The world’s population will reach 9.1 billion by 2050, 34 percent higher than today. The problem of feeding this massive population frequently grabs the headlines. The recent crisis in the Horn of Africa highlights the vulnerability of millions of poor people around the world. Further, as the global resource landscape shifts, there is growing apprehension that an era of sustained high resource prices and its related sustainability (environmental, social and economic) risk is likely to emerge. Thus, agriculture is under pressure due to the demand dynamics, supply factors and a few of the unsustainable features known to be associated with the sector. The challenge includes producing more food, fibre and fuel to feed an affluent population whose consumption patterns are dynamic. This has to be done with a smaller rural labour force and under the conditions of increasing competition for ecosystem services. Further, the challenge is to adapt to climate change, adopt efficient and sustainable production methods to scale and ensure that the poorest people are no longer hungry and micronutrient malnourishment is minimised. Underlying challenges include building resilience to changing food prices, improving livelihood opportunities for the poor and strengthening basic services, such as education, healthcare, and sanitation.
The Table on pages 28–29 delves into the immediate and underlying causes of this multifaceted problem of feeding the nine billion mouths along with a sustainability assessment of the strategies in place.
Discussion and conclusion
The UN Food and Agriculture Organization (FAO) states that the required increase in food production can be achieved if the necessary investment is undertaken and policies conducive to agricultural production are put in place. It further suggests that these must be complemented by policies that enhance access to food by reducing poverty. The need for a sustainable intensification of global agriculture in which yields are increased without adverse environmental impact and without the cultivation of more land has been highlighted by the Royal Agricultural Society of England.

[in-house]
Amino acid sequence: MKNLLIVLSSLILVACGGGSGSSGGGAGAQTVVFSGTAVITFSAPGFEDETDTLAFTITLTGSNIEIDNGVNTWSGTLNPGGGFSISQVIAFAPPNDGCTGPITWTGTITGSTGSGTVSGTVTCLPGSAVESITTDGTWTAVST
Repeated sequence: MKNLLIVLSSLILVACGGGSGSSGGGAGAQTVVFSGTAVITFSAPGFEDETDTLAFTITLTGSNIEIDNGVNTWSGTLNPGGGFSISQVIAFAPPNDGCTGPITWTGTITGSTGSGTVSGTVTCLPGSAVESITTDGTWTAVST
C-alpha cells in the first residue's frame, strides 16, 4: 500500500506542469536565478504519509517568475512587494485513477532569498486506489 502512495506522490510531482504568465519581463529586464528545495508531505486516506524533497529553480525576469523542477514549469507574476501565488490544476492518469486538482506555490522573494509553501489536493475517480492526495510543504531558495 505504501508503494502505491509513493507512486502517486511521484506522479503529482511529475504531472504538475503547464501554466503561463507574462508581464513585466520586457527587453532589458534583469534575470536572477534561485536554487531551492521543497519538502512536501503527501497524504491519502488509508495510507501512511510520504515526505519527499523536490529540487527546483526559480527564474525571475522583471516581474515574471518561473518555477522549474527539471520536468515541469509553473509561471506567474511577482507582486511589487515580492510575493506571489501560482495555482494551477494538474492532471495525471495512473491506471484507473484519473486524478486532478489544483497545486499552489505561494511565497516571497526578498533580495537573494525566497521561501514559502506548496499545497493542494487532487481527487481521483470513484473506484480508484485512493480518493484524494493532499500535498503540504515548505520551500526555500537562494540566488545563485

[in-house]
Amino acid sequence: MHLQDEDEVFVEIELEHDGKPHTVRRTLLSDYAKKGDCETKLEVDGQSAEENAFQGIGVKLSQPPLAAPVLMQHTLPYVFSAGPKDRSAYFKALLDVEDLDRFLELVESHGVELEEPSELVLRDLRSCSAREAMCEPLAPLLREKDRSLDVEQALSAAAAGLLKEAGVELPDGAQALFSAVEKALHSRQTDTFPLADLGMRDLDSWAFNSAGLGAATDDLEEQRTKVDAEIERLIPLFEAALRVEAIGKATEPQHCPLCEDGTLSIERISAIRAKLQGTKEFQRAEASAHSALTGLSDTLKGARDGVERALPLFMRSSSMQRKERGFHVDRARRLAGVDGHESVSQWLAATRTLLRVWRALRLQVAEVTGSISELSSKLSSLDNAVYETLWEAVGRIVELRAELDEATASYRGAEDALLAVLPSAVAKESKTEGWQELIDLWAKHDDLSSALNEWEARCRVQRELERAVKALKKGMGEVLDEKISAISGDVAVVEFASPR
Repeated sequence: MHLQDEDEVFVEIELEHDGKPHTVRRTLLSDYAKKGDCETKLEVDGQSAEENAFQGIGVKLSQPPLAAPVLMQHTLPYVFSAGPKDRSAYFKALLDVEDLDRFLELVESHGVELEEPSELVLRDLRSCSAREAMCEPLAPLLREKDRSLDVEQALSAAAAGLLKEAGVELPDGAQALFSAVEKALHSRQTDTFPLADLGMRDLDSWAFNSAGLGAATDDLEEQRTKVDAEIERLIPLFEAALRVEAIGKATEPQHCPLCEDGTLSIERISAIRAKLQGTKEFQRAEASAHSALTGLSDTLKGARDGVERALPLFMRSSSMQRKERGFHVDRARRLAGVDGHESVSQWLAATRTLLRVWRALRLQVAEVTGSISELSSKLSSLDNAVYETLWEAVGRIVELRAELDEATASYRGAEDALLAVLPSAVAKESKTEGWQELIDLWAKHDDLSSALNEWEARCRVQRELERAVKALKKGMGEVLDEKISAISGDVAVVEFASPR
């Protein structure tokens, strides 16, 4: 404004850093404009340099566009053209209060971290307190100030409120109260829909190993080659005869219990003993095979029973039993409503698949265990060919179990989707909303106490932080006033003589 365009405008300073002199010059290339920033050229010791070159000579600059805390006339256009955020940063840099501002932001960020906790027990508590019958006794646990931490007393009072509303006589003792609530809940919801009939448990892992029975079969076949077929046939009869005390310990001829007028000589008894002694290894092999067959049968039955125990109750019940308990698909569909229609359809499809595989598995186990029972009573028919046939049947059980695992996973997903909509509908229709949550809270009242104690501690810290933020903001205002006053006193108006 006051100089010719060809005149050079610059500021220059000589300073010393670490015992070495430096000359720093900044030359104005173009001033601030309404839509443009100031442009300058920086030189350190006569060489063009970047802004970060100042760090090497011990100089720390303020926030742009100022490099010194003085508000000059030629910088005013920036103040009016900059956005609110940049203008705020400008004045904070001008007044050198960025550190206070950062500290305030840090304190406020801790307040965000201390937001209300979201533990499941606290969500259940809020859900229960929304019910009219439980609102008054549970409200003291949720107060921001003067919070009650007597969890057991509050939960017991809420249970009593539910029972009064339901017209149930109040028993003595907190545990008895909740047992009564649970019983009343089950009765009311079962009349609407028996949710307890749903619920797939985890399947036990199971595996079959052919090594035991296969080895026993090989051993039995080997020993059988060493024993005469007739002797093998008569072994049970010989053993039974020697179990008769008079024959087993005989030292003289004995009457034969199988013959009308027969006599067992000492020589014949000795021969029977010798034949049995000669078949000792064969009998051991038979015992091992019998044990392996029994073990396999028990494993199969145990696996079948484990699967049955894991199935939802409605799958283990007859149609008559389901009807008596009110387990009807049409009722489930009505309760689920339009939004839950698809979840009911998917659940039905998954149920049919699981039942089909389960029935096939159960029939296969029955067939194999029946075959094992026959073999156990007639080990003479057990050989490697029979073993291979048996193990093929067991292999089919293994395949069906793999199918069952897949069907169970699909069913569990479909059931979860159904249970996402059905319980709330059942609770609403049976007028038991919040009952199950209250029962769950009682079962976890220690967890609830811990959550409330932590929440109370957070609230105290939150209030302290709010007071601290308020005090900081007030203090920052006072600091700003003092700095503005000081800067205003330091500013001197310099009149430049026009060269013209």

Due to the scale of the challenge, no technology should be ruled out, and different strategies may need to be employed in different regions and circumstances. Bringing about better uniformity between agriculture, food security and climate change policy-making at national, regional and global levels will help. A food security strategy backed by choices that relies on a combination of increased productivity in agriculture, greater policy certainty and broad-spectrum openness to trade is needed. In addition, adopting an ecosystem approach, a focus on local strategy and ensuring inter-sectoral co-ordination and co-operation is crucial to an effective solution to the problem – feeding of the nine billion. Supporting farmers in developing diversified and resilient eco-agriculture systems that provide critical ecosystem services will help to deliver adequate food to meet local and global consumer needs.
The views expressed herein are the personal views of the authors and are not intended to reflect the views of any organisation.
Corporate Sustainability Advisor Novozymes A/S
Market Services and Product Manager, FMC Corporation